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Indiana Historical Bureau

IHB > About Indiana - History and Trivia > Explore Indiana History by Topic > Indiana Documents Leading to Statehood > Constitution of 1851 as originally written > Article 5 - Executive Article 5 - Executive

Section 1. The executive power of the State shall be vested in a Governor. He shall hold his office during four years, and shall not be eligible more that four years, in any period of eight years.

Section 2. There shall be a Lieutenant Governor, who shall hold his office during four years.

Section 3. The Governor and Lieutenant Governor shall be elected at the times and places of choosing members of the General Assembly.

Section 4. In voting for Governor and Lieutenant Governor, the electors shall designate, for whom they vote as Governor, and for whom as Lieutenant Governor. The returns of every election for Governor and Lieutenant Governor shall be sealed up and transmitted to the seat of government, directed to the Speaker of the House of Representatives, who shall open and publish them in the presence of both Houses of the General Assembly.

Section 5. The persons, respectively, having the highest number of votes for Governor and Lieutenant Governor, shall be elected; but in case two or more persons shall have an equal and the highest number of votes for either office, the General Assembly shall, by joint vote, forthwith proceed to elect one of the said persons Governor or Lieutenant Governor, as the case may be.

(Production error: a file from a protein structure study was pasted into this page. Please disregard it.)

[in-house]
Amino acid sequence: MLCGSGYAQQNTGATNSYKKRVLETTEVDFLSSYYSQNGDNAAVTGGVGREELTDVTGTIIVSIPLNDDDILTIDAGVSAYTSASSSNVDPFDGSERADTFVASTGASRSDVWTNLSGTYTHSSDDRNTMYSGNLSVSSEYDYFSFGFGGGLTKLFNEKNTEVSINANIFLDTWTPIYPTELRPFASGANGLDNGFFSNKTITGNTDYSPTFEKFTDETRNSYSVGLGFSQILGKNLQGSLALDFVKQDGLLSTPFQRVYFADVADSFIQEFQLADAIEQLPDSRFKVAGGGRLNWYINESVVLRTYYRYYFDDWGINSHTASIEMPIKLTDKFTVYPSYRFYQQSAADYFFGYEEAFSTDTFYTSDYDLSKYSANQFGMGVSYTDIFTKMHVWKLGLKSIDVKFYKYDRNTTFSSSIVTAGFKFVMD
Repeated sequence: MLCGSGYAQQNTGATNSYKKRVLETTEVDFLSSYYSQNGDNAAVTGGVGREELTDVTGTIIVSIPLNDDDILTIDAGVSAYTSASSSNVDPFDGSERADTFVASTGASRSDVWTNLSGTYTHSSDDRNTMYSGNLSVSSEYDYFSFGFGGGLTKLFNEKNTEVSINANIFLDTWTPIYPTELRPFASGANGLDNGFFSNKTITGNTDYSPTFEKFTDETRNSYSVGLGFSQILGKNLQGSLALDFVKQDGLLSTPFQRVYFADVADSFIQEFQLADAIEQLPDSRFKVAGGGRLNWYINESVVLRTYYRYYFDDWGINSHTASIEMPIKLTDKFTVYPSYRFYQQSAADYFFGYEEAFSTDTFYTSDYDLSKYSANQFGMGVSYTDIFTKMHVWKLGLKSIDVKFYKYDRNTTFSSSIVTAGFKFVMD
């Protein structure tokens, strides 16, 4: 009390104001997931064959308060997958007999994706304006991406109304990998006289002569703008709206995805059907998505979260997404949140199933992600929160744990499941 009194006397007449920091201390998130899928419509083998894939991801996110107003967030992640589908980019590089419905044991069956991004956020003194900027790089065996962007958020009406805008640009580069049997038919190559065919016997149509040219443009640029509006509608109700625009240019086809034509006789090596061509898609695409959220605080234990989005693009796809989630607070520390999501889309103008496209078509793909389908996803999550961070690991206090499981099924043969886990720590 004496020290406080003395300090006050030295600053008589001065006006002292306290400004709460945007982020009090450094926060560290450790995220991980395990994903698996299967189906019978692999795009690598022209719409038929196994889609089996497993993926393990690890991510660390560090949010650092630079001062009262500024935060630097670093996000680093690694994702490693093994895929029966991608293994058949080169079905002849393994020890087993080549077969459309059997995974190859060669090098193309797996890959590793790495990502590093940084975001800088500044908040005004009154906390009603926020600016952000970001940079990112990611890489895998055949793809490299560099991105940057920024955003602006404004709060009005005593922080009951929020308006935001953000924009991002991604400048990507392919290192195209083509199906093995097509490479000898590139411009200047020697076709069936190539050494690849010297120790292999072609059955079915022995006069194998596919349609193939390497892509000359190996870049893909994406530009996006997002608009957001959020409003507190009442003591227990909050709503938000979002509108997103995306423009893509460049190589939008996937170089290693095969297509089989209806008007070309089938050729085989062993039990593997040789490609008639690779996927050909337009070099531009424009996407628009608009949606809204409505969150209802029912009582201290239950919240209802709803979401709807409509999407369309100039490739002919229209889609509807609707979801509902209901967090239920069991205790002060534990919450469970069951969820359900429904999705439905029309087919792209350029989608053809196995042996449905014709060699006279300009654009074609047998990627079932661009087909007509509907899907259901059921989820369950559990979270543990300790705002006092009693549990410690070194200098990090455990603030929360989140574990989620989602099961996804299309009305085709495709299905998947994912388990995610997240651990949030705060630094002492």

Section 6. Contested elections for Governor or Lieutenant Governor, shall be determined by the General Assembly, in such manner as may be prescribed by law.

Section 7. No person shall be eligible to office of Governor or Lieutenant Governor, who shall not have been five years a citizen of the United States, and also a resident of the State of Indiana during the five years next preceding his election; nor shall any person be eligible to either of the said offices, who shall not have attained the age of thirty years.

Section 8. No member of Congress, or person holding any office under the United States or under this State, shall fill the office of Governor or Lieutenant Governor.

Section 9. The official term of the Governor and Lieutenant Governor shall commence on the second Monday of January, in the year one thousand eight hundred and fifty-three; and on the same day every fourth year thereafter.

Section 10. In case of the removal of the Governor from office, or of his death, resignation, or inability to discharge the duties of the office, the same shall devolve on the Lieutenant Governor; and the General Assembly shall, by law, provide for the case of removal from office, death, resignation, or inability, both of the Governor and Lieutenant Governor, declaring what officer shall then act as Governor; and such officer shall act accordingly, until the disability be removed or a Governor be elected.

Section 11. Whenever the Lieutenant Governor shall act as Governor, or shall be unable to attend as President of the Senate, the Senate shall elect one of its own members as President for the occasion.

Section 12. The Governor shall be commander-in-chief of the military and naval forces, and may call out such forces, to execute the laws, or to suppress insurrection or to repel invasion.

Section 13. He shall from time to time, give to the General Assembly information touching the condition of the State, and recommend such measures as he shall judge to be expedient.